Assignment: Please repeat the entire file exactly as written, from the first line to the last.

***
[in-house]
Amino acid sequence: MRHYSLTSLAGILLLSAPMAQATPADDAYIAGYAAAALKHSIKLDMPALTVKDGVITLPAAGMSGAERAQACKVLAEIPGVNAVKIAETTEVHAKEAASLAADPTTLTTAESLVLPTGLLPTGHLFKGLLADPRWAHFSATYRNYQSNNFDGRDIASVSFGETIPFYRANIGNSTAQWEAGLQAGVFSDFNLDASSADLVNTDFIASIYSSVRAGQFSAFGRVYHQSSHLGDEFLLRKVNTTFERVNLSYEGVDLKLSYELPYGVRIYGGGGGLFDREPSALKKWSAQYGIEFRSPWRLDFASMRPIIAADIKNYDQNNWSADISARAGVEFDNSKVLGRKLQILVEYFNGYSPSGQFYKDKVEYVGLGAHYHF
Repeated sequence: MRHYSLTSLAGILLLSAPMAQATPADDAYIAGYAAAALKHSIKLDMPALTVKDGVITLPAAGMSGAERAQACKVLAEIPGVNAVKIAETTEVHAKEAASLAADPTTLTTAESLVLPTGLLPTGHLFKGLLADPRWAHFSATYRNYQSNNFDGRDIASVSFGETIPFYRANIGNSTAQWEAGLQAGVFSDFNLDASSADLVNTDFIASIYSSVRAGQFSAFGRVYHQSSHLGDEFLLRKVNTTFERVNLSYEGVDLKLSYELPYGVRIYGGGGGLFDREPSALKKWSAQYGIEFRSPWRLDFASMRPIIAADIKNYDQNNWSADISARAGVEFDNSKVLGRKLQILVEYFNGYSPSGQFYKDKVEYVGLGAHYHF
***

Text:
[in-house]
Amino acid sequence: MRHYSLTSLAGILLLSAPMAQATPADDAYIAGYAAAALKHSIKLDMPALTVKDGVITLPAAGMSGAERAQACKVLAEIPGVNAVKIAETTEVHAKEAASLAADPTTLTTAESLVLPTGLLPTGHLFKGLLADPRWAHFSATYRNYQSNNFDGRDIASVSFGETIPFYRANIGNSTAQWEAGLQAGVFSDFNLDASSADLVNTDFIASIYSSVRAGQFSAFGRVYHQSSHLGDEFLLRKVNTTFERVNLSYEGVDLKLSYELPYGVRIYGGGGGLFDREPSALKKWSAQYGIEFRSPWRLDFASMRPIIAADIKNYDQNNWSADISARAGVEFDNSKVLGRKLQILVEYFNGYSPSGQFYKDKVEYVGLGAHYHF
Repeated sequence: MRHYSLTSLAGILLLSAPMAQATPADDAYIAGYAAAALKHSIKLDMPALTVKDGVITLPAAGMSGAERAQACKVLAEIPGVNAVKIAETTEVHAKEAASLAADPTTLTTAESLVLPTGLLPTGHLFKGLLADPRWAHFSATYRNYQSNNFDGRDIASVSFGETIPFYRANIGNSTAQWEAGLQAGVFSDFNLDASSADLVNTDFIASIYSSVRAGQFSAFGRVYHQSSHLGDEFLLRKVNTTFERVNLSYEGVDLKLSYELPYGVRIYGGGGGLFDREPSALKKWSAQYGIEFRSPWRLDFASMRPIIAADIKNYDQNNWSADISARAGVEFDNSKVLGRKLQILVEYFNGYSPSGQFYKDKVEYVGLGAHYHF